## Indexing text in screenshots so they are searchable

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I had an interesting conversation with someone yesterday about using screenshots to document a process. This has an appeal of simplicity, since it is agnostic to the process, but I wondered about the long-term utility. If the documentation is valuable, you would like to search it in the future, and we so far have limited capability to search images. But, if there is important text in the image, we might be able to recognize the text, and use it to index the images. Then they would become searchable at least for the text in the image. Don't get me wrong, it would be better if we could store that text directly, but suppose that just isn't possible, maybe because it is all stored in some kind of gui, or it is locked up in proprietary software. Here we explore the potential utility of this. We only explore getting text out of images here, not the actual indexing part. See this post for how we could integrate this into an actual index and search tool.

First we need an OCR engine. Tesseract (tesseract-ocr/tesseract) is supposed to be pretty good, and it easily installs via brew:

brew install tesseract

(shell-command-to-string "tesseract -v")

tesseract 3.02.02
leptonica-1.72
libjpeg 8d : libpng 1.6.17 : libtiff 4.0.3 : zlib 1.2.5


We will test it on some screenshots taken with the default settings on my Mac. Here is an example. This example has text in color boxes, and some shadowing on the left side because another window was near it and that is some OS effect.

And here is the simplest text extraction.

tesseract ./screenshots/date-23-07-2015-time-19-56-52.png test
cat test.txt
rm test.txt

M. ~ an an. -.2... nuIunIrv- I.nd=d¢wn, a.....=.-p. u|u.=u_x. van" bar imam-

smm-ry ~ nu... ma, Camilla man Qu-In lui. Sdlwnu u._-. /-x/mu

master node q)l9amesh.chemc.cmn.edn up 9: days, mas, n nsersv

cutﬂmltc nude: men): :1

bpxoc node sum 17 dmln , o.1s,u.:n up
cuxque node state: n17 dawn

tuxqng jobs: 207 max, m2 nmmnq. as queued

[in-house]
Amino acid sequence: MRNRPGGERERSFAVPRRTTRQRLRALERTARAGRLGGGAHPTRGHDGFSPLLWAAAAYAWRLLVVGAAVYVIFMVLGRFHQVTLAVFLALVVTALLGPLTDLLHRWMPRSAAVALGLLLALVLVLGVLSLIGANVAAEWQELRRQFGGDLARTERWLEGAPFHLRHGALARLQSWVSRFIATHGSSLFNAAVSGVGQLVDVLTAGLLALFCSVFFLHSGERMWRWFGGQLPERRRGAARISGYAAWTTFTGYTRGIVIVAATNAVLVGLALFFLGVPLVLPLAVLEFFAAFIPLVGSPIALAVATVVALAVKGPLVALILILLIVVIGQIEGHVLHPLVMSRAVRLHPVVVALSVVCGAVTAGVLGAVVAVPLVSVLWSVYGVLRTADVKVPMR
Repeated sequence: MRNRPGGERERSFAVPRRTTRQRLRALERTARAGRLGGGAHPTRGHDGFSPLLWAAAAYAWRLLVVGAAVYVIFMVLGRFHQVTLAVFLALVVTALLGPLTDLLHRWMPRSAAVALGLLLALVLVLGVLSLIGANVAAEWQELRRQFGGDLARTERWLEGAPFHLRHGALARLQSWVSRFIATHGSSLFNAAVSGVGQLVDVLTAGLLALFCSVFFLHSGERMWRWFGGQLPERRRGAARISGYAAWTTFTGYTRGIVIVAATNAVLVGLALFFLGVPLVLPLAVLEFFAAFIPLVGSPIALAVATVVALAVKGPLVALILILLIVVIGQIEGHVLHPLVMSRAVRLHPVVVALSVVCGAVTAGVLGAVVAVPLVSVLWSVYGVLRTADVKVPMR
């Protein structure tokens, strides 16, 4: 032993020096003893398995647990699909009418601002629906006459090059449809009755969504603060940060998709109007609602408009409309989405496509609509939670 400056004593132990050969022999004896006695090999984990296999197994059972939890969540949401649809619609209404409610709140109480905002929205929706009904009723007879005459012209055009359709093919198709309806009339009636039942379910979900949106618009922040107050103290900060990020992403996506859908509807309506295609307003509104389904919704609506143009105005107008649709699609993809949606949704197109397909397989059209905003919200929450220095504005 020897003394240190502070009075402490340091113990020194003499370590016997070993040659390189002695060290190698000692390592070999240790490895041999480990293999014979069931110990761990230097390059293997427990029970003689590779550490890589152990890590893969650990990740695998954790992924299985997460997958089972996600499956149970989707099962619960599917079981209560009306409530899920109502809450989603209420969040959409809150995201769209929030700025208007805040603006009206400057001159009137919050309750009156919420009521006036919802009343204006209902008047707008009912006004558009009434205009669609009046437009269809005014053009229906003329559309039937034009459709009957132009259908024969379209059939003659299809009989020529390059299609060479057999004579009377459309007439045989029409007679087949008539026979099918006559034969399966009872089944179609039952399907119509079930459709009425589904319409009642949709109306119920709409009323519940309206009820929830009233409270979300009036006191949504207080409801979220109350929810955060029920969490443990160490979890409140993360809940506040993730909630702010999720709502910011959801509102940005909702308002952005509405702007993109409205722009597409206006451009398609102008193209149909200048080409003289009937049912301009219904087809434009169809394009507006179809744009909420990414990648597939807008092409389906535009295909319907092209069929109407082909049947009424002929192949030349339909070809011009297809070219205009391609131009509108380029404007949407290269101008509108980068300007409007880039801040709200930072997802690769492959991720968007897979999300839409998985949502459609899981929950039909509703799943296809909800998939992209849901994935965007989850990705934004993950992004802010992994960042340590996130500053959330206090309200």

aggregate laud: 799.55


That is not too good. I am skeptical it would be useful for anything. This page suggests improvements can be made with image clean up, but that image is pretty clear to me. There is a little shadow on the left side, but otherwise it is very readable to me. Let us try doubling the size of the image. Maybe that will help. Imagemagick lets us resize the image pretty easily.

convert -resize 200% ./screenshots/date-23-07-2015-time-19-56-52.png ./screenshots/doubled.png

tesseract ./screenshots/doubled.png test
cat test.txt
rm test.txt ./screenshots/doubled.png

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master node gilqnmesh.cheme.cmu.edu up 91 days, 10:45, 11 users, .'

compute nodes total: 31

bproc node state: 17 down , 0-16,18-30 up
torque node state: n17 down

torque jobs: 207 total, 102 running, 88 queued


That is a very remarkable improvement! This looks very useful, and could even be used for indexing. Interestingly, the white text on colored backgrounds does not do as well. That could be important to remember in designing the GUI front end if you have any say in it. Let's try a few others.

convert -resize 200% ./screenshots/date-23-07-2015-time-20-01-43.png ./screenshots/doubled.png

tesseract ./screenshots/doubled.png test
cat test.txt
rm test.txt ./screenshots/doubled.png

Fllbn V Q I-"Ind a repository...

tesseract
Tesseract Open Source OCR Enghe (main repository)
Updated 43 minutes ago


That is also pretty good. Again, the text on colored backgrounds is less good than that on a white background. And one more from Twitter.

convert -resize 200% ./screenshots/date-23-07-2015-time-20-05-59.png ./screenshots/doubled.png

tesseract ./screenshots/doubled.png test
cat test.txt
rm test.txt ./screenshots/doubled.png

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learn practical design principles. r1m.ag/|IJcN


Overall pretty good. I am pretty convinced that the right screenshots could be an easy way to document some processes conveniently and that they could be searched in the future. Some testing would need to be done on how to do the OCR, and it does not appear that one recipe will work for all images.

Nevertheless, a program could pretty easily be developed to index a directory of screenshots, do the OCR on each image, and index the resulting text so it can be searched. It is even conceivable that several indexes could be made using different OCR methods that might work better for different types of images. Another improvement would be if some metadata could be associated with the screenshot including what instrument it is a shot of, who took it, etc… This starts to move in a direction that requires dedicated screenshot tools, and away from the simplicity of the PrintScreen button, but it adds value to the data that makes it easier to find later.

The beauty of the screenshot is that it is what you saw at the time, and it captures things as they were. It doesn't capture anything "behind the scenes" or off-screen of course, so there is certainly room to lose information this way. A careful analysis of what information is captured and what is lost would be important to assess the long-term value of capturing the process this way as opposed to any other way. There certainly is a balance of how much effort it takes to capture it and the value of the information in the future, and cost to rerun it if it isn't found in the future.